Hi,

Working thru the Gradebook coding challenge and struggling with #8 (You decided to switch from a numerical grade value to a Pass/Fail option for your poetry class. Find the grade value in your `gradebook` for your poetry class and use the `.remove()` method to delete it).
Thought I had a grasp on the use of “remove”, but turns out that is wrong.

My current code for gradebook is gradebook is gradebook = [[“physics”, 98], [“calculus”, 97], [“poetry”, 85], [“history”, 88]].

Output is “[[‘physics’, 98], [‘calculus’, 97], [‘poetry’, 85], [‘history’, 88], [‘computer science’, 100], [‘visual arts’, 98]]” as computer science and Visual arts have both been added.

To remove the Poetry score, shouldn’t the following work: “gradebook.remove[2][1]”?

Certainly possible I am way off though. As of two weeks I had never coded, so please have mercy…

Thanks, Ted

`.remove` does not work that way (and you would need the argument for the function between `(` and `)` instead of between `[` and `]`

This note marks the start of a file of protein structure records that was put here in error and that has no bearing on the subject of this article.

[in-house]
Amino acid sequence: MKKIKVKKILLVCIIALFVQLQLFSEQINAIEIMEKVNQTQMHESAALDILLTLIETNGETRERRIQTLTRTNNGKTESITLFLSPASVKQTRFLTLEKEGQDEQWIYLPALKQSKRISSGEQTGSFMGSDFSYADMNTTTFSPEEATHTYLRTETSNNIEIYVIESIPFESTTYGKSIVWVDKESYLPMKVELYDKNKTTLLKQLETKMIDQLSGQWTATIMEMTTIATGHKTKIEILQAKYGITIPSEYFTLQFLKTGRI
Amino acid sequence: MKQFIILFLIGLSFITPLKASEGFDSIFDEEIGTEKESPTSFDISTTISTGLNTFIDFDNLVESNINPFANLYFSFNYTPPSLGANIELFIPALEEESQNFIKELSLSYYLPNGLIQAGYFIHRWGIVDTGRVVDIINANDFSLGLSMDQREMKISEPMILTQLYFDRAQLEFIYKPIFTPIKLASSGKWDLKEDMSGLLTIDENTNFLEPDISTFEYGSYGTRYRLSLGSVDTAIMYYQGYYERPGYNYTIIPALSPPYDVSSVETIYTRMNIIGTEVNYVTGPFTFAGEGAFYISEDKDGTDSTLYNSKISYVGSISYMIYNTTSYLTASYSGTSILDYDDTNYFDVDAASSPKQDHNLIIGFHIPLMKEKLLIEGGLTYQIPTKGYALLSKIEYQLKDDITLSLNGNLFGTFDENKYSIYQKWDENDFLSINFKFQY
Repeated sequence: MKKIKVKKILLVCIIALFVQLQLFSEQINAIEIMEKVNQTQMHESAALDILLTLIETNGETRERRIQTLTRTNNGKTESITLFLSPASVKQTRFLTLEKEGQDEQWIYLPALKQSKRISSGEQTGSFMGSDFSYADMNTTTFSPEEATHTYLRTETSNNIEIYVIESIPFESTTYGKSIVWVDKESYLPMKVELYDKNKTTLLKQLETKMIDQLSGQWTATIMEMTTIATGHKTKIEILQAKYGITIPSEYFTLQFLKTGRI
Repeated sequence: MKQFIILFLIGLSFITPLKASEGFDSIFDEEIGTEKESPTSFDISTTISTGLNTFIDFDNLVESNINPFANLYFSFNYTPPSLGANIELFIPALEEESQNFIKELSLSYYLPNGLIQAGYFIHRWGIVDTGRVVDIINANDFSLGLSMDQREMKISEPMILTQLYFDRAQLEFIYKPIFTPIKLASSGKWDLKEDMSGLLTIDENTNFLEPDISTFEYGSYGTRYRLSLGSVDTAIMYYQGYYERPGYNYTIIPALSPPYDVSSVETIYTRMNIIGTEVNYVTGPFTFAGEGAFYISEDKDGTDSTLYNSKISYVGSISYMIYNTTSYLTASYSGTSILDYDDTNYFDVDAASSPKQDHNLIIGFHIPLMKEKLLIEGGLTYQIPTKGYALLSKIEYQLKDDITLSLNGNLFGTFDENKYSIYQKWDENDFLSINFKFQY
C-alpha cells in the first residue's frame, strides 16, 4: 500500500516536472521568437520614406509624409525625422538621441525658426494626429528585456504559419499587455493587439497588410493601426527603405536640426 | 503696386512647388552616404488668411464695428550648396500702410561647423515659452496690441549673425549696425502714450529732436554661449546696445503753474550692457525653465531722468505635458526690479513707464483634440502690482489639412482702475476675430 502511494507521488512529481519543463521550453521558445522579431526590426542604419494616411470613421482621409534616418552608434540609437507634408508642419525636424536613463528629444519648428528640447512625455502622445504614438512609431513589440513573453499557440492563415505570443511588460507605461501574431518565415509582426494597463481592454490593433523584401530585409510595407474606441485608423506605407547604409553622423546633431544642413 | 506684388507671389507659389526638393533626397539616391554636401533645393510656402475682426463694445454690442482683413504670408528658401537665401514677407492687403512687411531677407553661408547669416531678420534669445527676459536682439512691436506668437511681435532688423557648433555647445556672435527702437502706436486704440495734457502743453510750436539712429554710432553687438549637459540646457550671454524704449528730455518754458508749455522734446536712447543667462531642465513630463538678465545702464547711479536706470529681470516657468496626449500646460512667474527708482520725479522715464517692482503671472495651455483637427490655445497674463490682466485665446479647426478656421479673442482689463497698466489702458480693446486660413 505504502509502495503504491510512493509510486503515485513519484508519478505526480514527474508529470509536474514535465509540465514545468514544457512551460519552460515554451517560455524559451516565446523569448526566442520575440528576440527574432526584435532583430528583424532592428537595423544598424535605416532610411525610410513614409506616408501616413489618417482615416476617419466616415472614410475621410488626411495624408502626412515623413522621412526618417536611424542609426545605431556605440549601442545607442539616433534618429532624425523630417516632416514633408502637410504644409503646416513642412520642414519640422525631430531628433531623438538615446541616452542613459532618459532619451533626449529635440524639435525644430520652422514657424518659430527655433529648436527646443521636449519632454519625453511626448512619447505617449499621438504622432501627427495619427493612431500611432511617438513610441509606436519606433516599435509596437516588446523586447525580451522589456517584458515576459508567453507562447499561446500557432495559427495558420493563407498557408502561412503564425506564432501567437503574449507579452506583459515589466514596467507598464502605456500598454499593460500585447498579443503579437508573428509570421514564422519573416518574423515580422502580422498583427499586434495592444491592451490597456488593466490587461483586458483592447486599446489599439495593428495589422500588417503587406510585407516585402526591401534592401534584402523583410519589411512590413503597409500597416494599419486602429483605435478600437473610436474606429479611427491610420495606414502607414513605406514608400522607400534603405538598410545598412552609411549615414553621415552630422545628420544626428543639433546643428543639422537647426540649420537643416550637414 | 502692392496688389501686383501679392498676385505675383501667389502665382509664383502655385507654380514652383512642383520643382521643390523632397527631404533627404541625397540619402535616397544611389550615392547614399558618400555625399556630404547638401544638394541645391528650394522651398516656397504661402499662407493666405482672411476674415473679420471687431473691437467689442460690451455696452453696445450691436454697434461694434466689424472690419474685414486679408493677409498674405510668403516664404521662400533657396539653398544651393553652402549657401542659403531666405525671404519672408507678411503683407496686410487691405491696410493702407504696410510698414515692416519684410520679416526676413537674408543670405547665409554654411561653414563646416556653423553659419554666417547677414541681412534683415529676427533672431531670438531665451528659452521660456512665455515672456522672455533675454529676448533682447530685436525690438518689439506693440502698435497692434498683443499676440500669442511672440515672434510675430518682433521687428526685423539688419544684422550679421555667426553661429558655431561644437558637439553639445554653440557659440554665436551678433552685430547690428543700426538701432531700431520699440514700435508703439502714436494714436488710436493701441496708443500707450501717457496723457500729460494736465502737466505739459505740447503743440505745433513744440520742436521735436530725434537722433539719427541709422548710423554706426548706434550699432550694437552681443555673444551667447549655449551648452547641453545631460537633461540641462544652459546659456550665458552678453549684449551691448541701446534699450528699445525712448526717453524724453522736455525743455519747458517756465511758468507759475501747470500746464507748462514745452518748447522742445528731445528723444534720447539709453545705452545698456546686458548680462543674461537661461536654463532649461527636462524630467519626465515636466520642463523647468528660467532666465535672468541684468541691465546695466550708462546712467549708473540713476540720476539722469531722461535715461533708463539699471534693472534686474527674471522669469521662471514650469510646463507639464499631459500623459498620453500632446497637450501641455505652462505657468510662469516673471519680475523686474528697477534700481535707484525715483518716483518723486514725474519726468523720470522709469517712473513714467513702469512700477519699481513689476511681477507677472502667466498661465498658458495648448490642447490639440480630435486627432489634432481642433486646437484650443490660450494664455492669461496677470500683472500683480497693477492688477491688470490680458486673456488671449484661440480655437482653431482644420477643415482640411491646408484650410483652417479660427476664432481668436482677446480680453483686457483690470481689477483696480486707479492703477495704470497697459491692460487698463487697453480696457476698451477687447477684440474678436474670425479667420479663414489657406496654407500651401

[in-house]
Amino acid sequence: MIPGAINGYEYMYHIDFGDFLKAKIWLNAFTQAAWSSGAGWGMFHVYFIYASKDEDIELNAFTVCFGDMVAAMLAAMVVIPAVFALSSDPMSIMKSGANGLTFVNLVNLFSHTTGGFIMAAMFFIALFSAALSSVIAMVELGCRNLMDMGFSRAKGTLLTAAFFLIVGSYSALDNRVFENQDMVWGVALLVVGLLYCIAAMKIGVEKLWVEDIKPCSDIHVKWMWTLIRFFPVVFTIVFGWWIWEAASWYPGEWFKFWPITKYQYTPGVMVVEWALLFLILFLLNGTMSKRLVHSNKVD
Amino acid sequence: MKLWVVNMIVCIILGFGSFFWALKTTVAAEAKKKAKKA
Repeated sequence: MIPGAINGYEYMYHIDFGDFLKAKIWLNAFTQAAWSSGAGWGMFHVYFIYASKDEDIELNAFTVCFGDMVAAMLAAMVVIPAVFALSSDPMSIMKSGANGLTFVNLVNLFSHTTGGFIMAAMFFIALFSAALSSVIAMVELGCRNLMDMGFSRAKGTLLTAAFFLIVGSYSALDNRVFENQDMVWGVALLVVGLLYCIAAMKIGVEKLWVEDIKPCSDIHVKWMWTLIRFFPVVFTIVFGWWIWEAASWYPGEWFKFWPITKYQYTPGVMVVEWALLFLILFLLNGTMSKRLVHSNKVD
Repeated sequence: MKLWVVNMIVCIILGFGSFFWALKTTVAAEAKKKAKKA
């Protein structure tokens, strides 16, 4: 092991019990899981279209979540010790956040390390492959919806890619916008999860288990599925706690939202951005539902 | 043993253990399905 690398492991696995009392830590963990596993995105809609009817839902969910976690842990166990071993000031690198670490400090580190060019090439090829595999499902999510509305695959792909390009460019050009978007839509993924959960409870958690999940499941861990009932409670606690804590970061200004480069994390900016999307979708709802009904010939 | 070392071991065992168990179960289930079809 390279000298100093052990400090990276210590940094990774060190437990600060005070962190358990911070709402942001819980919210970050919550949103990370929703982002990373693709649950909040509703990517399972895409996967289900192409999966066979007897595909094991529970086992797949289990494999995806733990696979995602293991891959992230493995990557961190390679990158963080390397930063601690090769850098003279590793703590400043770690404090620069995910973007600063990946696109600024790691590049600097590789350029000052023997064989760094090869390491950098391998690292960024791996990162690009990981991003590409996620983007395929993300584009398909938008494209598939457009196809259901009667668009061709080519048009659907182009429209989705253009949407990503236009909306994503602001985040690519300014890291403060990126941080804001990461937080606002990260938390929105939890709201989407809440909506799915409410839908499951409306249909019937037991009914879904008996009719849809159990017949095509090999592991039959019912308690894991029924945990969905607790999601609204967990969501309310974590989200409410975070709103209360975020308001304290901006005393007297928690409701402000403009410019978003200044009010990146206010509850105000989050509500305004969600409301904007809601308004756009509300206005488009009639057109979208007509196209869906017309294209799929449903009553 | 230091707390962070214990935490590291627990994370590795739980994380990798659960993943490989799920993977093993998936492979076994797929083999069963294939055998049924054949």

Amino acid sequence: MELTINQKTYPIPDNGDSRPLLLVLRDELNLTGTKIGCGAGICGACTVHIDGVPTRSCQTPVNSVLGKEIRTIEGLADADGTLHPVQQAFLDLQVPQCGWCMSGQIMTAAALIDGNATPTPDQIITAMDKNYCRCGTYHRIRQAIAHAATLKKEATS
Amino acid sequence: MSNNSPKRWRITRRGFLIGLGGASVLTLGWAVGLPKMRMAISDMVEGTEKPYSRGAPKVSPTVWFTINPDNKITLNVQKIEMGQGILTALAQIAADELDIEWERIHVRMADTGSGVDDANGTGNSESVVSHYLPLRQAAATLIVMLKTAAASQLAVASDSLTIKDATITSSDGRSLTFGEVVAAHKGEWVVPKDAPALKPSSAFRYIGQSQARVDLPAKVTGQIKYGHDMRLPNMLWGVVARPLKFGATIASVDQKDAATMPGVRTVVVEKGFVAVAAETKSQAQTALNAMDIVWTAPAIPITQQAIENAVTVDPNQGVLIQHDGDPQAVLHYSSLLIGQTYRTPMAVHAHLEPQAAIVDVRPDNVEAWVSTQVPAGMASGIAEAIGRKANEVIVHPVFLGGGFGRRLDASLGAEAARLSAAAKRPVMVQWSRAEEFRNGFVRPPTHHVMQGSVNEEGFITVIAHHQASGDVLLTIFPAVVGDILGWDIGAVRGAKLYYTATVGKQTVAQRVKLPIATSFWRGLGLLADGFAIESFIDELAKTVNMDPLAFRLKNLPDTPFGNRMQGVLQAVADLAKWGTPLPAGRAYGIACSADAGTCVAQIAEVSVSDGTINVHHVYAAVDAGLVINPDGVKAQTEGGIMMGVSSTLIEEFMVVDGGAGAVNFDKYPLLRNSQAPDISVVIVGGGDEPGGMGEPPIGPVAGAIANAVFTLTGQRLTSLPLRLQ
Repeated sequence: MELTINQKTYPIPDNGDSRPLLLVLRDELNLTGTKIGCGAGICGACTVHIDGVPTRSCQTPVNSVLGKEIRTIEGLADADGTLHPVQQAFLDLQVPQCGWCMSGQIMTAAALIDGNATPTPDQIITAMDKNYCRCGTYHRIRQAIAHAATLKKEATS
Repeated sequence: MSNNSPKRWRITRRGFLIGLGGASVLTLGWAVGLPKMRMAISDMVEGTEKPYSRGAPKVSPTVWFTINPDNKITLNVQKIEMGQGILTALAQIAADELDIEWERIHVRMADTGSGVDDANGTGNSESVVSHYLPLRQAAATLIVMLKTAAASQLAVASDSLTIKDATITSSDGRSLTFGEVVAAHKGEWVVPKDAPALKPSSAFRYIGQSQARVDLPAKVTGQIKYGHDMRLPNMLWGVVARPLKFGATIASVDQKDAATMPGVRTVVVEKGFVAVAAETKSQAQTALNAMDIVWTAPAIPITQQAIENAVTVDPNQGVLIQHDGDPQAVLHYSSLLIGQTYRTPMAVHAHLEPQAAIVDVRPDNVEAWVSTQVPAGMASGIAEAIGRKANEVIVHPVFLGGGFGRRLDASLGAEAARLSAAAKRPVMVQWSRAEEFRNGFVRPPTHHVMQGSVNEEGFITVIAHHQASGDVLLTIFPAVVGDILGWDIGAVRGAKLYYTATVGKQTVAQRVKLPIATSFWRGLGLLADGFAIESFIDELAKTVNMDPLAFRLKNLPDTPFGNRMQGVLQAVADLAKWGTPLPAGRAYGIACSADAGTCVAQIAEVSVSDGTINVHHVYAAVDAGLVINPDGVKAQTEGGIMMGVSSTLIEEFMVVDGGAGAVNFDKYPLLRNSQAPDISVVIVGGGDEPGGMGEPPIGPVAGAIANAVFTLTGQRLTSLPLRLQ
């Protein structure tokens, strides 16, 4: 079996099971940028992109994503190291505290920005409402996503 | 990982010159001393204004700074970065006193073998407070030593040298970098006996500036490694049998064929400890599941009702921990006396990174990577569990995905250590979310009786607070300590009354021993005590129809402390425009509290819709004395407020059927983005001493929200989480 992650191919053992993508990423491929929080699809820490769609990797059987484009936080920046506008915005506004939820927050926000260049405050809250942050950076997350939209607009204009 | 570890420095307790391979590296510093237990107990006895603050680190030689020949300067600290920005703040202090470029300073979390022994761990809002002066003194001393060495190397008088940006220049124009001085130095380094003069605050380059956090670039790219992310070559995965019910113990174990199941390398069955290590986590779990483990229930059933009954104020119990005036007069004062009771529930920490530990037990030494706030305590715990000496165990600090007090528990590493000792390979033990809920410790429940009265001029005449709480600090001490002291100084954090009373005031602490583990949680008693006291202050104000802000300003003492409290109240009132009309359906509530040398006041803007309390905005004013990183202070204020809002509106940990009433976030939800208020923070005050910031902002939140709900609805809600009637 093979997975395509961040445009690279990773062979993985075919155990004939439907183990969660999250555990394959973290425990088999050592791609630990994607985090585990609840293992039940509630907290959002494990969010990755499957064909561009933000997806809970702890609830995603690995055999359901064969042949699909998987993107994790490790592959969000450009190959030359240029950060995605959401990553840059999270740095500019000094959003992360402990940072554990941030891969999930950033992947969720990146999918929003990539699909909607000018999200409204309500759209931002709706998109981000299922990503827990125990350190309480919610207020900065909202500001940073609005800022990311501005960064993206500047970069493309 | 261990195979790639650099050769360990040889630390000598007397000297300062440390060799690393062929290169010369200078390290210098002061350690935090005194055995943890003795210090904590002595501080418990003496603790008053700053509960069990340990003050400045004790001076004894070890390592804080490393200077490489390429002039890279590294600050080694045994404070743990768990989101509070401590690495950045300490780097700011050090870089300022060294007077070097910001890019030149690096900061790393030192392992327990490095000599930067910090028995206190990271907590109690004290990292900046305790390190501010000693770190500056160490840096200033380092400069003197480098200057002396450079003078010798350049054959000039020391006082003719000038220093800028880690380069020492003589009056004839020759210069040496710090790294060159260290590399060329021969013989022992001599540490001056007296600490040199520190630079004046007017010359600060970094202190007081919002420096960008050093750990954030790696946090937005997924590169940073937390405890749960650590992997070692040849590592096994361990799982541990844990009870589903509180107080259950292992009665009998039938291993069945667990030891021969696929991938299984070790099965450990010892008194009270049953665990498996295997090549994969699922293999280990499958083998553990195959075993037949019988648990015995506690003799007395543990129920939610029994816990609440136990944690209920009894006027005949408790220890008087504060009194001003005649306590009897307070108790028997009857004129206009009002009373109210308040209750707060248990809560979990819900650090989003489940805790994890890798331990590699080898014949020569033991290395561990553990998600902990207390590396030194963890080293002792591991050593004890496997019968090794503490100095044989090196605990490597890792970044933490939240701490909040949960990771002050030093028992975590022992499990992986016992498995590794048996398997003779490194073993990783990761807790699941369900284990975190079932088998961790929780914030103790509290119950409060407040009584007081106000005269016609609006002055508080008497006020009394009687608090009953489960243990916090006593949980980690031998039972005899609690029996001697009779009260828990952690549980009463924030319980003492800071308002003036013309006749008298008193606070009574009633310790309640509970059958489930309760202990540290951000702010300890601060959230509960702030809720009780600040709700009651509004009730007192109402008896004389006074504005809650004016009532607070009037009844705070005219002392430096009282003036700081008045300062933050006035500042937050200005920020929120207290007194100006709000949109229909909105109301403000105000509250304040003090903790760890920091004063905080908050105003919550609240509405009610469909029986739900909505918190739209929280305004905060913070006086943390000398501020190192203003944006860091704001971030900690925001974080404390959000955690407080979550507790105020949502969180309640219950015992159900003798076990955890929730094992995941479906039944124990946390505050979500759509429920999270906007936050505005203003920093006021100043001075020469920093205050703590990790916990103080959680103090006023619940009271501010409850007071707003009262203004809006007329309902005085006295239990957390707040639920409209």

If you have this list: `listA = ['a', 'b', 'c', 'd']`
and you want to remove `'c'` (which is at index 2)
you would do `listA.remove('c')`

It’s more complicated with a list of lists (a 2D list)
`listB = [ ['a', 'b', 'c', 'd'], ['x', 'y', 'z'] ]`
If I want to remove `'c'`, I first have to access the list that contains it;
the list that contains `'c'` is an element of `listB` ;
the list that contains `'c'` is the first element of `listB`, so its at an index of `0` for `listB`
Therefore the list that contains `'c'` is `listB[0]` .
I’d remove `'c'` from this list by doing `listB.remove('c')` .

Similarly, the list containing ‘poetry’ is `gradebook[2]`
which is `["poetry", 85]`
so to remove the `85`, you would do
`gradebook[2].remove(85)`

Thank you very much for the response. That does make sense, and resolved the issue.

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